Introduce yourself as a Candidate

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Designing a well-organized professional candidate introduction in the form of a video or website helps you stand out from others in a competitive job market by making a strong first impression with recruiters and hiring managers.  While getting an edge in your job search through an online introduction can involve extensive work, including sample lesson plans, testimonials and references, and video responses,  it does not need to be a major undertaking.  Keep in mind though,  as you advance in the job interview process with schools, you will likely be asked to provide many components that are part of a comprehensive portfolio.

This post identifies the components that should be included in your candidate introduction and includes a number of examples.  

First, decide if you want to create just a single video introduction or create a more comprehensive candidate website.  A single video is simple, easy to create, and is the most effective way of standing out as a candidate.  A website is more work but allows you to show a number of different aspects of your character and abilities.  Either way, you’ll want to at least create a video introduction.

Creating a Video Introduction

1. Plan out what you want to say.

A great script that shows your personality is essential to a great video. Your script should introduce you to prospective employers and convey your interests, work experience, and what motivates you to be in education. Important: Communicate these points in less than three minutes, two minutes or less is best.

Here are some points to include:

  • Your name and where you are from.
  • What subjects and grade levels you teach (If you are a language teacher you might say a few words in the language you are teaching)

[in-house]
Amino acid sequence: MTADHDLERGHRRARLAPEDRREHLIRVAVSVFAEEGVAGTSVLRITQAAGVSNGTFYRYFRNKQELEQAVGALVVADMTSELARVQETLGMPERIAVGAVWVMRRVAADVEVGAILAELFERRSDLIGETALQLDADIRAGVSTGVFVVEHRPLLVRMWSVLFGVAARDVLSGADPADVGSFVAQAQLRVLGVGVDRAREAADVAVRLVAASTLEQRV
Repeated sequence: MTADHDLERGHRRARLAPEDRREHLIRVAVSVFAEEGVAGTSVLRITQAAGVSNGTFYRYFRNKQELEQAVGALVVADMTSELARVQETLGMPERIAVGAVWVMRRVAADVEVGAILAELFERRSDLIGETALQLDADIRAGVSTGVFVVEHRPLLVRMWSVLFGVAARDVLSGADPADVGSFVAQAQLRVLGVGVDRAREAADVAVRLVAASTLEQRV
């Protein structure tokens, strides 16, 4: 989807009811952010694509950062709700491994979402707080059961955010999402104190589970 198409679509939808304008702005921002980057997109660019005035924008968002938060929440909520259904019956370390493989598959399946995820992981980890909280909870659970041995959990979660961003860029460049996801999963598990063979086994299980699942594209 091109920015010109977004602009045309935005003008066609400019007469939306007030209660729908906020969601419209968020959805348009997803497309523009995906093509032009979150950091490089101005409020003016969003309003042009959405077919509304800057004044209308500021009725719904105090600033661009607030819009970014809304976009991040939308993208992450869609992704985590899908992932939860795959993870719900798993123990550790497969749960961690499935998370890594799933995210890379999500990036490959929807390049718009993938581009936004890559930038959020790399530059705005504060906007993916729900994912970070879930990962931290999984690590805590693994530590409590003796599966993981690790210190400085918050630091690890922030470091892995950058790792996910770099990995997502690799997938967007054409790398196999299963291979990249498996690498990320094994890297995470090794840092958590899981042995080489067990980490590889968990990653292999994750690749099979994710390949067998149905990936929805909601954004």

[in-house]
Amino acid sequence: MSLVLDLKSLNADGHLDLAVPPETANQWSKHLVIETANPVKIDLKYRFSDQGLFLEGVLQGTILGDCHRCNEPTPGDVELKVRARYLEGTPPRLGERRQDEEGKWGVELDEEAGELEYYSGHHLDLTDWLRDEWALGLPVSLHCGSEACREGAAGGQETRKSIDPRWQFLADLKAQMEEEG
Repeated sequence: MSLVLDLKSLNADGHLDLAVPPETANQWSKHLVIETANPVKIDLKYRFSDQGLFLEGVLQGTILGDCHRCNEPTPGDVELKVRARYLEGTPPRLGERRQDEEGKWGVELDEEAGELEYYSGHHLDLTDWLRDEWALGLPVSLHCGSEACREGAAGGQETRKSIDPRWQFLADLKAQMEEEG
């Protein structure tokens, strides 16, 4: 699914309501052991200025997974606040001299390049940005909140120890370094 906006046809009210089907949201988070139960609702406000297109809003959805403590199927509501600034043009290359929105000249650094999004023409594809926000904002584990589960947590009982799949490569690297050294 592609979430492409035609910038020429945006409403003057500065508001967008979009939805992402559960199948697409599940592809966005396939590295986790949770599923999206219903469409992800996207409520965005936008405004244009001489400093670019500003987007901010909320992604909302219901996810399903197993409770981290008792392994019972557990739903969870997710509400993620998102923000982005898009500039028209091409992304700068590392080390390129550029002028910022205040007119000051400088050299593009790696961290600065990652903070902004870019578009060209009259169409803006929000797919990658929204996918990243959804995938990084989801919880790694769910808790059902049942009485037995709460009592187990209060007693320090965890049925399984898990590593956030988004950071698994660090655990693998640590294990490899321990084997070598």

• A summary of your work experience. If you’re a new graduate, talk about your field experience.
  • Why you are passionate about education
  • Conclude with a smile and confident reminder of your name.

If you use media or music in your video, make sure it is royalty-free.

2. Record your video.

Most smartphones and laptops have built-in cameras and microphones that are sufficient for creating a really high-quality introduction video. The thing that can make or break a video is the environment in which it is filmed. Pay attention to the lighting, background noise and movement, your distance from the camera, and any movement of the camera. Ideally, you can find a quiet, well-lit place where you have minimal distractions. It can be helpful to have a friend help with camera work and review of your video.

3. Review your video.

Sometimes getting the perfect candidate introduction video takes a few tries. Before sharing your video check the following:

  • Did you speak clearly and not to fast?
  • Is the volume level good?
  • Does the lighting provide a clear view of your face?
  • Is the background clear? No clutter, other people or distractions in it.